Why is connectivity so important in wireless BMS?

The critical role for connectivity in wireless BMS is the availability of the wireless network. The network must be readily available so the driver can start their EV and manage the battery in real-time – this is where the reliability and performance of the wireless protocol comes into play. The idea is that the network connects all of the necessary components with the push of a button, every time, sending drivers on their way as seen in Figure 2. The battery system must also be secure and provide multiple security layers including AES-128, which is 128-bit cryptographic acceleration and message integrity checks. Look for low Packet Error Rates (PER), single hop and low latency.

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Figure 2: Example of a wireless battery management system


How can a wireless BMS design avoid signal interference?

Modern EVs have unique design challenges and are subject to multiple sources of wireless interference. They’re noisy and battery modules are surrounded by metal enclosures which can affect signal propagation. Taking all this into account, look for a wireless protocol that specifically addresses the automotive battery use case and achieves peak performance in a real, automotive battery environment.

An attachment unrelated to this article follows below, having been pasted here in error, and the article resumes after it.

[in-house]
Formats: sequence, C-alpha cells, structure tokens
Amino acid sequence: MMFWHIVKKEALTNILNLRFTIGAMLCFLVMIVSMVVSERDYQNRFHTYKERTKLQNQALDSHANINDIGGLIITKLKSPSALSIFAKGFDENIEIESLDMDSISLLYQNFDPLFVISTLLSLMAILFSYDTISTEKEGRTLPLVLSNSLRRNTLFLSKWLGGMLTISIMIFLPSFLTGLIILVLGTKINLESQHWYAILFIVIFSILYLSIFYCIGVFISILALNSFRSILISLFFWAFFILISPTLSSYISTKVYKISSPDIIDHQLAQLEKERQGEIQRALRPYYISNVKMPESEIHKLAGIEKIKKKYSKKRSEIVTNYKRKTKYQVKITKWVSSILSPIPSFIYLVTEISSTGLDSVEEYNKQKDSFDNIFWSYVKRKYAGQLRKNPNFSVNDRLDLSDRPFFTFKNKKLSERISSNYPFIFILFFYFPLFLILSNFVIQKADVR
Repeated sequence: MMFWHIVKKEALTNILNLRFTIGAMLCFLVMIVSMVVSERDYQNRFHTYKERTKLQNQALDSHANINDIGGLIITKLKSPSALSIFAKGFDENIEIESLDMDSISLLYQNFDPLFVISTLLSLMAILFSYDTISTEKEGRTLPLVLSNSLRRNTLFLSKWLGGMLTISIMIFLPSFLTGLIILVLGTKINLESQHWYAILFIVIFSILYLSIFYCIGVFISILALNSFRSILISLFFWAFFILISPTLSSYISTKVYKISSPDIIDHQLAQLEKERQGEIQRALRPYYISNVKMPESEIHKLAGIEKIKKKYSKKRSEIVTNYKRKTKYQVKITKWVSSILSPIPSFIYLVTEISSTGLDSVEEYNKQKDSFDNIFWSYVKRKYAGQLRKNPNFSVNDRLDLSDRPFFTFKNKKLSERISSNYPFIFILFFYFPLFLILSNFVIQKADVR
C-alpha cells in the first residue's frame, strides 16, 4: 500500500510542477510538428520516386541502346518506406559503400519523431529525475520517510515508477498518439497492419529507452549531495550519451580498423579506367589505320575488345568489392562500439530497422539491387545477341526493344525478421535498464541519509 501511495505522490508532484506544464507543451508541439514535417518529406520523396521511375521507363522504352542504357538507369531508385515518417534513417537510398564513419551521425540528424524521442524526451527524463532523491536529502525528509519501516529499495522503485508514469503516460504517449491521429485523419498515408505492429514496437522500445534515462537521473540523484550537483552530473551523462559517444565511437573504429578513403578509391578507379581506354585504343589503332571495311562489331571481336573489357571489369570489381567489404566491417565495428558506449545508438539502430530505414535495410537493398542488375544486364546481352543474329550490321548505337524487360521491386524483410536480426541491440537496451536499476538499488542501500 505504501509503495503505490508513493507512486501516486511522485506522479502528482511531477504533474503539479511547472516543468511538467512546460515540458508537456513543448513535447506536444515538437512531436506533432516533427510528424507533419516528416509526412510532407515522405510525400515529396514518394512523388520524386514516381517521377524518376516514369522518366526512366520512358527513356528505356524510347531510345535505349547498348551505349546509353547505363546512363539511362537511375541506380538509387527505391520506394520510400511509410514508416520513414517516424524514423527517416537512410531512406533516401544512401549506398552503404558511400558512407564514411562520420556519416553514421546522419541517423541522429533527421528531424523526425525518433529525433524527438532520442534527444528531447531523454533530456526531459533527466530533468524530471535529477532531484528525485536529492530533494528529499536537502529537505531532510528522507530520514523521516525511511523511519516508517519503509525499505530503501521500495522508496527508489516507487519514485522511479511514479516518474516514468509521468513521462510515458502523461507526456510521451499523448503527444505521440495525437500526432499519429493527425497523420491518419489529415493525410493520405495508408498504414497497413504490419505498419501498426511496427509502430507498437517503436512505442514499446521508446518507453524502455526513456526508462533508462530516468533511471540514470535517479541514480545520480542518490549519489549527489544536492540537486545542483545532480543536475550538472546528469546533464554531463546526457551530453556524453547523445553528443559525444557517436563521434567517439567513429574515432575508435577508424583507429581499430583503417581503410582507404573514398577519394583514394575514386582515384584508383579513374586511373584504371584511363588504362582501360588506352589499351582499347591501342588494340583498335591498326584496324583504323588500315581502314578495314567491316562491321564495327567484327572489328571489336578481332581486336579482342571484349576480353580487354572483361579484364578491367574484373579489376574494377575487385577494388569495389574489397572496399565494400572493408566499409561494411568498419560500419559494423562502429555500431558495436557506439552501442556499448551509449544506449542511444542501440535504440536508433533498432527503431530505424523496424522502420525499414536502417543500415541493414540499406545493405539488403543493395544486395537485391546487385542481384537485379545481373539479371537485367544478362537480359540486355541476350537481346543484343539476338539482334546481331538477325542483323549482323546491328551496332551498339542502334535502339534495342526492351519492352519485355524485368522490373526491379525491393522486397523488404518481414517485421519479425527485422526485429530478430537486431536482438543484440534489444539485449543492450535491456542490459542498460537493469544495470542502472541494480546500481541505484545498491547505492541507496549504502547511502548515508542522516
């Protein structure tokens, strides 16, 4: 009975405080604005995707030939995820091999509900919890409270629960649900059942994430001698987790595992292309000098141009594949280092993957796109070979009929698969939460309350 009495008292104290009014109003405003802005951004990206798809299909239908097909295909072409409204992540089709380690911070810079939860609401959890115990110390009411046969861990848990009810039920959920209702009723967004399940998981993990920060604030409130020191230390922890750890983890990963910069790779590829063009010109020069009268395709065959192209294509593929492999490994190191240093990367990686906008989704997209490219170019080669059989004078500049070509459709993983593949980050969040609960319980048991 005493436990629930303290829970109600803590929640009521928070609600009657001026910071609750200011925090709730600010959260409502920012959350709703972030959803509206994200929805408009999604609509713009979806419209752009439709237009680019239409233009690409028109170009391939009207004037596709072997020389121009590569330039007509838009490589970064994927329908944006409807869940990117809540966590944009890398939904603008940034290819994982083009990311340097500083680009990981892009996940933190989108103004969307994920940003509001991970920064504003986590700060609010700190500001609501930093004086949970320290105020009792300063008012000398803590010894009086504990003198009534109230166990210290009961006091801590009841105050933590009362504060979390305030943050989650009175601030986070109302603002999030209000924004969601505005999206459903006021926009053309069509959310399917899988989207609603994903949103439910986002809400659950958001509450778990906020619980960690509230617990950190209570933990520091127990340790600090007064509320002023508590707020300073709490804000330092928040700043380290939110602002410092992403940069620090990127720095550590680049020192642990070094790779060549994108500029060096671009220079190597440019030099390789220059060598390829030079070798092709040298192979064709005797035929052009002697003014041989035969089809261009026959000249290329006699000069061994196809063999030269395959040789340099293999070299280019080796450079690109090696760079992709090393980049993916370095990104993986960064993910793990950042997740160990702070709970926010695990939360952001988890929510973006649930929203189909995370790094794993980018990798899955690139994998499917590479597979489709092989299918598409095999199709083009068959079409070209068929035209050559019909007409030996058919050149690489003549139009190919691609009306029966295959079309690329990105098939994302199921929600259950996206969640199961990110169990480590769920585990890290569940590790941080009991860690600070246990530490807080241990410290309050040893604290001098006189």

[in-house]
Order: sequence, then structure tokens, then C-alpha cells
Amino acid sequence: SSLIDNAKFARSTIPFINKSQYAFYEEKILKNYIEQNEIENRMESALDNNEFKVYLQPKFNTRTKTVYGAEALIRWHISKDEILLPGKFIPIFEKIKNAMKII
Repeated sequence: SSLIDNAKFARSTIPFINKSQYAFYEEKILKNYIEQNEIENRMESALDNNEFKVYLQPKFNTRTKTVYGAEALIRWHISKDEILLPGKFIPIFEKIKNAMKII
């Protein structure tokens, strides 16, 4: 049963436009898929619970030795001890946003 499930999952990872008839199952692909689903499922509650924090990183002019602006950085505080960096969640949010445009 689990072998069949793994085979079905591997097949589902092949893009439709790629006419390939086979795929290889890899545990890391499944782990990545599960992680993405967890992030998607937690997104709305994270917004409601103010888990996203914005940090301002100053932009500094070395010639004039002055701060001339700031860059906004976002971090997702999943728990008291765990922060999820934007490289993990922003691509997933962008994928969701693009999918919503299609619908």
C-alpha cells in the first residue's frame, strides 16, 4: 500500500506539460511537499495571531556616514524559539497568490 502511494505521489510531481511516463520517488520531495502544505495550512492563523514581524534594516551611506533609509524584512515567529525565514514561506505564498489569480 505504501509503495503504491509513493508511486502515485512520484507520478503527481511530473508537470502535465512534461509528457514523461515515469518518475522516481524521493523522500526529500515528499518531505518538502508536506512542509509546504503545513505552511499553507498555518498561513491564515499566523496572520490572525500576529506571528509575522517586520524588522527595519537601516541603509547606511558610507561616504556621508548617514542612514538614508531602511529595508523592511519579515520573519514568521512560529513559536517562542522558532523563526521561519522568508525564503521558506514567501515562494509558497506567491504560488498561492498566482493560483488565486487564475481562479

Why is functional safety important in wireless BMS for EVs?

If a battery system fails, the safety of the vehicle and passengers could be compromised. Functional safety measures are applied so that when and if a certain system fails, it fails safely, ensuring that the vehicle is still operational while protecting people in the vehicle.t.

It is time consuming to design a system that meets ASIL D requirements of the ISO26262 standard, choosing parts with integrated monitoring and protection features can simplify design, especially when they are designed according to TÜV SÜD-certified functional safety hardware and software development processes

Does a wireless design improve the ASIL rating?

In general, a wireless design will not improve, nor will it decrease the overall ASIL rating versus that of a wired design. Functional safety design requires the carmakers to derive an overall safety concept, which considers all hazards and implements proper safety mechanisms. It is always the responsibility of the carmaker to define those specific safety goals and safety mechanisms. It is their responsibility to ensure the end product they are designing meets a specific ASIL rating. TI’s wireless BMS concept has been assessed by TÜV SÜD and provides carmakers with various concepts to meet the highest level of functional safety, ASIL-D.